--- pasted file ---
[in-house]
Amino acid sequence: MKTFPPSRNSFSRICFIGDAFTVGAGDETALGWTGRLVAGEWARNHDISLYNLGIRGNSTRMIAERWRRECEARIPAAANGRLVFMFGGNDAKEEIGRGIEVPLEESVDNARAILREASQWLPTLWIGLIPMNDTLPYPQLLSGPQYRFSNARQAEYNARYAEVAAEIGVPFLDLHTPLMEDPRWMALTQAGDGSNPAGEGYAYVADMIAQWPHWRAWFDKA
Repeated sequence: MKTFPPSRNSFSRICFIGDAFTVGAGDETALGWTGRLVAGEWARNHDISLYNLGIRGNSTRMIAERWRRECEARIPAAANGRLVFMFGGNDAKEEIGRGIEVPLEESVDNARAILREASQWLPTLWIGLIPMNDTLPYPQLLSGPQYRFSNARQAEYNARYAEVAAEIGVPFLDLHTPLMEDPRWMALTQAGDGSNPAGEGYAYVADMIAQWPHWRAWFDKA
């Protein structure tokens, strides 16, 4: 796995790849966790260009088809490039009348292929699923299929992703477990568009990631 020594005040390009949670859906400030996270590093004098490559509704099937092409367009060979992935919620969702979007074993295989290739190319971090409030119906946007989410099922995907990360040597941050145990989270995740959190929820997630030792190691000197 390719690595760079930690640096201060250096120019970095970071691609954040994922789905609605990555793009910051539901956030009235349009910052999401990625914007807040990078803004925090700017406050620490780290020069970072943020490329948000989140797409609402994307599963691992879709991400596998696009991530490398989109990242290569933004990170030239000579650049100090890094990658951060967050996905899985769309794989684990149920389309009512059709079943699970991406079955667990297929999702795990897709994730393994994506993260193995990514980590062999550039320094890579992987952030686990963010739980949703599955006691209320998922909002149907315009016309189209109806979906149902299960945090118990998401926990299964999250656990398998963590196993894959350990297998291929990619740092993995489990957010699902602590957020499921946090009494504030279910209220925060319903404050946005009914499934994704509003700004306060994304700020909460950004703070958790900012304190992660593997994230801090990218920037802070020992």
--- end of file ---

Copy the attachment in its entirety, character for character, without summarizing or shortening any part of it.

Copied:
[in-house]
Amino acid sequence: MKTFPPSRNSFSRICFIGDAFTVGAGDETALGWTGRLVAGEWARNHDISLYNLGIRGNSTRMIAERWRRECEARIPAAANGRLVFMFGGNDAKEEIGRGIEVPLEESVDNARAILREASQWLPTLWIGLIPMNDTLPYPQLLSGPQYRFSNARQAEYNARYAEVAAEIGVPFLDLHTPLMEDPRWMALTQAGDGSNPAGEGYAYVADMIAQWPHWRAWFDKA
Repeated sequence: MKTFPPSRNSFSRICFIGDAFTVGAGDETALGWTGRLVAGEWARNHDISLYNLGIRGNSTRMIAERWRRECEARIPAAANGRLVFMFGGNDAKEEIGRGIEVPLEESVDNARAILREASQWLPTLWIGLIPMNDTLPYPQLLSGPQYRFSNARQAEYNARYAEVAAEIGVPFLDLHTPLMEDPRWMALTQAGDGSNPAGEGYAYVADMIAQWPHWRAWFDKA
């Protein structure tokens, strides 16, 4: 796995790849966790260009088809490039009348292929699923299929992703477990568009990631 020594005040390009949670859906400030996270590093004098490559509704099937092409367009060979992935919620969702979007074993295989290739190319971090409030119906946007989410099922995907990360040597941050145990989270995740959190929820997630030792190691000197 390719690595760079930690640096201060250096120019970095970071691609954040994922789905609605990555793009910051539901956030009235349009910052999401990625914007807040990078803004925090700017406050620490780290020069970072943020490329948000989140797409609402994307599963691992879709991400596998696009991530490398989109990242290569933004990170030239000579650049100090890094990658951060967050996905899985769309794989684990149920389309009512059709079943699970991406079955667990297929999702795990897709994730393994994506993260193995990514980590062999550039320094890579992987952030686990963010739980949703599955006691209320998922909002149907315009016309189209109806979906149902299960945090118990998401926990299964999250656990398998963590196993894959350990297998291929990619740092993995489990957010699902602590957020499921946090009494504030279910209220925060319903404050946005009914499934994704509003700004306060994304700020909460950004703070958790900012304190992660593997994230801090990218920037802070020992």